How to Check iPhone Camera Orientation When Taking Photos or Videos

Jan 3, 2020 - 1 Comment

How to check iPhone camera orientation before taking photos or videos

The iPhone camera can take photos in vertical orientation or horizontal orientation. Typically it’s pretty obvious when you’re taking a photo in either landscape or portrait orientation because the iPhone is physically rotated to one side or another, but sometimes it may not be clear. Maybe orientation lock is enabled on iPhone, or maybe you’re taking a picture of something up in the sky, down on the ground, or at an angle.

Whether you’re capturing a photo or you are recording a video, this article will show you how to quickly determine what the iPhone camera orientation is before taking a photo. And yes, this same iPhone trick works to check iPad camera orientation as well as iPod touch.

How to Determine Camera Orientation on iPhone or iPad Before Taking Photos or Videos

  1. Open the Camera app on iPhone or iPad
  2. Direct the camera at the subject of the picture or video
  3. Pay attention to the options in Camera app, the text of “HDR” and “1x” should be aligned with the orientation you want to snap the photo or video in
  4. Confirm iPhone camera orientation before taking a picture

  5. If the orientation is off, physically rotate the iPhone or iPad until it matches the desired orientation and confirm again by looking at the Camera options

Take the photo as usual with the orientation that you want.

You’ll notice the other Camera options will also rotate as the camera of iPhone or IPad rotates, but since they aren’t lettered or words it may not be as identifiable for all users to use those as a reference. But if using the other symbols works for you, that’s great too.

Basically, just remember to look for the text on the iPhone camera screen. If it’s oriented as landscape or portrait as you intend it to be, you’re good to go. If it’s not oriented with what you want your picture orientation to be, then you know you’ll want to rotate the camera again, or you’ll have to rotate the picture after the fact.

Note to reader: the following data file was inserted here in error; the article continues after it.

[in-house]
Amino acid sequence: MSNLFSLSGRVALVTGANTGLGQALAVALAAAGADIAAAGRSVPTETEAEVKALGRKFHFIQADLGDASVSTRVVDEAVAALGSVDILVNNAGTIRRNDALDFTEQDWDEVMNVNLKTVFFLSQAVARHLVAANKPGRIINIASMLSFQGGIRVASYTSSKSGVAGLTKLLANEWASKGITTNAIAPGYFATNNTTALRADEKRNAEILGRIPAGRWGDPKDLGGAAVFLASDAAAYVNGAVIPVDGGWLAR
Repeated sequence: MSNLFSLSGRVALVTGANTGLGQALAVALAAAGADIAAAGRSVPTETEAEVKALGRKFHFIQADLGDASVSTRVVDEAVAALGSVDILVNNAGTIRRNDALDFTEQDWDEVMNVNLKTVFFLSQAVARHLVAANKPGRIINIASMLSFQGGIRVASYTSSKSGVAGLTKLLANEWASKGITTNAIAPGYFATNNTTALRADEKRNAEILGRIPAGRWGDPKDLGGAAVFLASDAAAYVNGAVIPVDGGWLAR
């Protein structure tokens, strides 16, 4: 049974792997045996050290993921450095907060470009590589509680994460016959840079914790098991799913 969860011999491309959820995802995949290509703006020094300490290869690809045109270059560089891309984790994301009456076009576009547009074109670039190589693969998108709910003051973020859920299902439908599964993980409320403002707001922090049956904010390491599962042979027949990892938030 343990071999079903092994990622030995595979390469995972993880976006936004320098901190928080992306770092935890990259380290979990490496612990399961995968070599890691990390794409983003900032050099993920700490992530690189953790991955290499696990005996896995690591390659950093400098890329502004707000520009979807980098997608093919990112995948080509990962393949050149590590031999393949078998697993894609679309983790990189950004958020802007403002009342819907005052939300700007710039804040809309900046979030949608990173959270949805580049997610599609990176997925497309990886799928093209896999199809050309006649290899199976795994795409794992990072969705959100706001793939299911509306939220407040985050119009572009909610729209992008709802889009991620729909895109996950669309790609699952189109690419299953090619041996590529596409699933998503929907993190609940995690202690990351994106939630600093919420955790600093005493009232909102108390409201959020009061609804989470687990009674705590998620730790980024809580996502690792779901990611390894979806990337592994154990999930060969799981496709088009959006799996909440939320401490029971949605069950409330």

Here are a few examples of what this can look like on the Camera app on iPhone. For example, here’s an iPhone screenshot that shows iPhone camera is oriented horizontally in landscape mode (along with the iPhone itself):

iPhone in horizontal orientation with horizontal landscape camera mode

And here’s an example of an iPhone screenshot showing the iPhone camera is oriented vertically into portrait orientation despite the iPhone being oriented horizontally, as you can see this is easy to determine by the “1x” and “HDR” text being rotated:

iPhone orientation in vertical orientation puts camera in that orientation too

Not all hope is lost if you snap a photo in the wrong orientation though.

Remember, even if the camera orientation is wrong, you can always rotate the picture after the fact by using the Photos app “Edit” feature to rotate the image.

You can even rotate a video on iPhone or iPad with iMovie, so if you captured a video in the wrong orientation then don’t worry, you can fix that afterwards too.

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Posted by: Paul Horowitz in iPad, iPhone, Tips & Tricks

One Comment

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  1. no way says:

    Orientation lock has NOTHING to do with camera orientation, it is ONLY screen orientation.

    Orientation lock when engaged locks the screen in the current position, either portrait or landscape depending on position of phone when engaged.

    You can still take pictures in either landscape or portrait orientation with lock on. I keep my iPhone locked in portrait mode and take pictures and videos in landscape mode all the time.

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